My own private saint is too busy for caregiver fatigue

This is Saint Nikolai Velimirovich; my saint Nikolay looks considerably younger, has no facial hair, and never wears vestments; from

This is Saint Nikolai Velimirovich; my saint Nikolay looks considerably younger, has no facial hair, and never wears vestments; from

I took it very, very easy this first post-surgical week at home. I did not do that first time around—I was more like Hey! bilateral partial mastectomy? of course I can do groceries!

This time, with Tessa, my primary caregiver for the last 15 months in Russia, my man has stayed with me around the clock since Wednesday night (seven days!), making all meals—not a single delivery car has darkened the driveway—bringing them to me, cleaning up afterward, as well as doing groceries, feeding and watering all four cats and the dog, driving Luka to gymnastics, and the bus terminal, and Graydon to the scooter store, and the convenience store and so much more. It makes me feel very special, particularly as I have come out from under the narcotics haze and realized what he really has done while I’ve been sleeping. I hope I never have to return the favour (because then he would be in massive pain, etc.), but will figure another way to return this fine treatment. ❤


I have my surgery date!


I received a call from my plastic surgeon’s secretary on Thursday with the date of my surgery: May 28. That had a few inconveniences attached to it—Tessa would be arriving back home from Russia the same evening; my boyfriend is planning to fly out May 29 to visit his sick father. But I don’t want to get caught in summer vacation roulette at the hospital, so it was a go. Pre-op on May 20.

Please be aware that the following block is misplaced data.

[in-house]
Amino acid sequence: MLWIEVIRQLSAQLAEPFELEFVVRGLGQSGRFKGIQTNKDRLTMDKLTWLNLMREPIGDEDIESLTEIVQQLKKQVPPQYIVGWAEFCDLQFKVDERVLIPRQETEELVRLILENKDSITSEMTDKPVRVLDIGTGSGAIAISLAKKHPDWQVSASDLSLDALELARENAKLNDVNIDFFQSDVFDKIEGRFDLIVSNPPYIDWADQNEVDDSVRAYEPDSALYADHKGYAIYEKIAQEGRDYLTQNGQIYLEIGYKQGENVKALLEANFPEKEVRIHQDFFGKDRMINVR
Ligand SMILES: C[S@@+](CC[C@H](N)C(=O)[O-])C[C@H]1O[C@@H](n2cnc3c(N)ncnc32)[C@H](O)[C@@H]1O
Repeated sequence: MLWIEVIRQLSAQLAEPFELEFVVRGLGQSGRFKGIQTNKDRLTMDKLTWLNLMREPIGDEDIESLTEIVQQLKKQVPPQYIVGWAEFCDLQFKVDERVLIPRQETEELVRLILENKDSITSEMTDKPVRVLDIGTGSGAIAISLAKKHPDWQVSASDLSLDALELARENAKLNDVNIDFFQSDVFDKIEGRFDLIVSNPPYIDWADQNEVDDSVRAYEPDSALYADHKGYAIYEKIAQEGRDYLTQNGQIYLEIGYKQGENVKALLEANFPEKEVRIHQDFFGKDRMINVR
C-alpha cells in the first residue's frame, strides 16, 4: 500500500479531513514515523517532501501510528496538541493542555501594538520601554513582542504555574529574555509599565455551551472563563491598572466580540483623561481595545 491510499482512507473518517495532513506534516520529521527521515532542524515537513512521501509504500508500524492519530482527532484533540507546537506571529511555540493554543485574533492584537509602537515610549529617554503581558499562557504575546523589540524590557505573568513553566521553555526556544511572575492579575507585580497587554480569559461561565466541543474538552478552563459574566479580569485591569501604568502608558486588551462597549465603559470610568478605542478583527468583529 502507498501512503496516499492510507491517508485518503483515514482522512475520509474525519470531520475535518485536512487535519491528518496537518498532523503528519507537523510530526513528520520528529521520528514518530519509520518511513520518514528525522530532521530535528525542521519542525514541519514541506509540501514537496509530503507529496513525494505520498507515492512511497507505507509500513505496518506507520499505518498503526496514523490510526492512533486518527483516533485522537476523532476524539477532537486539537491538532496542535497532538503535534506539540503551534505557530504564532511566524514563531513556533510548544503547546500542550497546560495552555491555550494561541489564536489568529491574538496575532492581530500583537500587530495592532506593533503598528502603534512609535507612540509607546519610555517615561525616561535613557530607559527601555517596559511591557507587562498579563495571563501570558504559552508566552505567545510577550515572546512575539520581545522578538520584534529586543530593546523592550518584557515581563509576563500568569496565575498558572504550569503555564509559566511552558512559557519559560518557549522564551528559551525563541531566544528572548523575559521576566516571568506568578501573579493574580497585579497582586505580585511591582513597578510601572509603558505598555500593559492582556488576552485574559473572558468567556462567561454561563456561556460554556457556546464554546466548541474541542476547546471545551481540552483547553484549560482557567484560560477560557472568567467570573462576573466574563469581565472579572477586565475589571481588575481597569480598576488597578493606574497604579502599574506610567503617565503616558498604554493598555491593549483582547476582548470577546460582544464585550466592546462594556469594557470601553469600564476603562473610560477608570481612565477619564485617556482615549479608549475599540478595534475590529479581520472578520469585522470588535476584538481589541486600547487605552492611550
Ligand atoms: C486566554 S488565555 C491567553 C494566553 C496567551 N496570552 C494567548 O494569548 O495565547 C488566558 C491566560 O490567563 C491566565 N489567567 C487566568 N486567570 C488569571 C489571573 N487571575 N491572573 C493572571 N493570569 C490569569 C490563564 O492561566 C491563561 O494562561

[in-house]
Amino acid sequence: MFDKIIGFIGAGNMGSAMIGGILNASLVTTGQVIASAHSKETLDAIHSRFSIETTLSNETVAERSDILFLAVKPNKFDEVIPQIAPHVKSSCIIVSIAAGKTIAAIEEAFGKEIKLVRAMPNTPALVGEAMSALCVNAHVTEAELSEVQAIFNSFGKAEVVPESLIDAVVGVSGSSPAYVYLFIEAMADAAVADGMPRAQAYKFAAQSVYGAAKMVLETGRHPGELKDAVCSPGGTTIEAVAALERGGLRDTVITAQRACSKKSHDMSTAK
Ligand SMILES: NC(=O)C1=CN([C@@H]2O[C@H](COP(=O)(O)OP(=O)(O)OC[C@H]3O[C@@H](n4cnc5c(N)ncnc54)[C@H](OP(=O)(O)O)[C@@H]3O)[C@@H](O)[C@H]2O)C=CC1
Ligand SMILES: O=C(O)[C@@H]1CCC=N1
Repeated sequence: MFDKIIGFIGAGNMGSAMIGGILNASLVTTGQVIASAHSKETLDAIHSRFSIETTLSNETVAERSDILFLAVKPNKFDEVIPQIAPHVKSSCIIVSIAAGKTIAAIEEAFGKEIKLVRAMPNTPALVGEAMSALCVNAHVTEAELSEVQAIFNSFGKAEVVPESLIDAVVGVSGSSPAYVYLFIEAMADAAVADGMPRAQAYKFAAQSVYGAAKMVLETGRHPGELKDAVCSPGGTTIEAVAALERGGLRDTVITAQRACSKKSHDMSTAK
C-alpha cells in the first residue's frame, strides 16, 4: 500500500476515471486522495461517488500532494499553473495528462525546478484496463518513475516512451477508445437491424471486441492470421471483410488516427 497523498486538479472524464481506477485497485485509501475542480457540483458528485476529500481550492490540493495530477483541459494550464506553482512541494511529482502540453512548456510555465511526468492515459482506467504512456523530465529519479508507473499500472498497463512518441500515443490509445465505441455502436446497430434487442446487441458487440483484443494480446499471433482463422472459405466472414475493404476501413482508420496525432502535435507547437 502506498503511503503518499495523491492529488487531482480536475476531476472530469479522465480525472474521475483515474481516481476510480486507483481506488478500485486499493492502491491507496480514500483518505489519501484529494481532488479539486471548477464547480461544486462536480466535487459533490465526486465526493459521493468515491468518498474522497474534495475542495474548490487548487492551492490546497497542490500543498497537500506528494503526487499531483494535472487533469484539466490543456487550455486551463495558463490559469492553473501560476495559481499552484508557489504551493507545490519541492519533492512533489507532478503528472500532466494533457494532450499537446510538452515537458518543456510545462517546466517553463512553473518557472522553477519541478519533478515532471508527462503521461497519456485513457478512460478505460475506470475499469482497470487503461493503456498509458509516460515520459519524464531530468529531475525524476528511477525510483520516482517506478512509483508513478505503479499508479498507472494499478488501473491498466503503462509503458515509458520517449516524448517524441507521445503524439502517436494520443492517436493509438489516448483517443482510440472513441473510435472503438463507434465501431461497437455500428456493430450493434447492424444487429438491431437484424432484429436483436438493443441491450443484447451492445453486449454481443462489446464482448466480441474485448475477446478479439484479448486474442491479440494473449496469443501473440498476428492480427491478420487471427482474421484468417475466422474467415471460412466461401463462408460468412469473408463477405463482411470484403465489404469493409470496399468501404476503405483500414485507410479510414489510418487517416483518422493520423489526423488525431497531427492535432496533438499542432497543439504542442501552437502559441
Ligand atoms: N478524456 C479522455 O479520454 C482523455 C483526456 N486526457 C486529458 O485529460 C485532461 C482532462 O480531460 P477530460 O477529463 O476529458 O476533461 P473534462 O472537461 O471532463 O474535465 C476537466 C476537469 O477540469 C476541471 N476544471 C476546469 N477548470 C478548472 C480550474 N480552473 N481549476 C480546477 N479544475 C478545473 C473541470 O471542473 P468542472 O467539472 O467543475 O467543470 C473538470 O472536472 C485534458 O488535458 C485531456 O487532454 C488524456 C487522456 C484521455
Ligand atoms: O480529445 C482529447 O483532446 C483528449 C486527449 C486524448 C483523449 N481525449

I started the 27 Day Cleaning Countdown for the house. After this surgery I’ve been told there is no lifting, bending, raising arms, etc. With my current level of fatigue I achieve very little housecleaning, and the place has slid downhill. Anything that isn’t cleaned and sorted by May 27 will have to wait until mid-July, So Friday it was sort out the laundry room. 13 hours of sleep. Saturday was clean out front hall closet, sort, toss or Goodwill all footwear clear and wash front hall floor and baseboards, dust furniture.  3 hour nap; 13.5 hours of sleep. Sunday: 6 hours 15 minutes of sorting the garage, more laundry, cleaned out two kitchen cupboards. 3 hour nap; 2 hour nap, 9,5 hour sleep. Monday: Empty drawers in my room, pack some winter sweaters, reorganize upstairs linen closet, clean out and organize shelving unit in upper hall. 2 hour nap, 3.5 hour map, 9 hour sleep. I was channeling my anxiety over the surgery into cleaning, but it wasn’t doing anything about the fatigue. My house is looking better, and if I last three weeks, I’m sure the house would look houseguest-ready.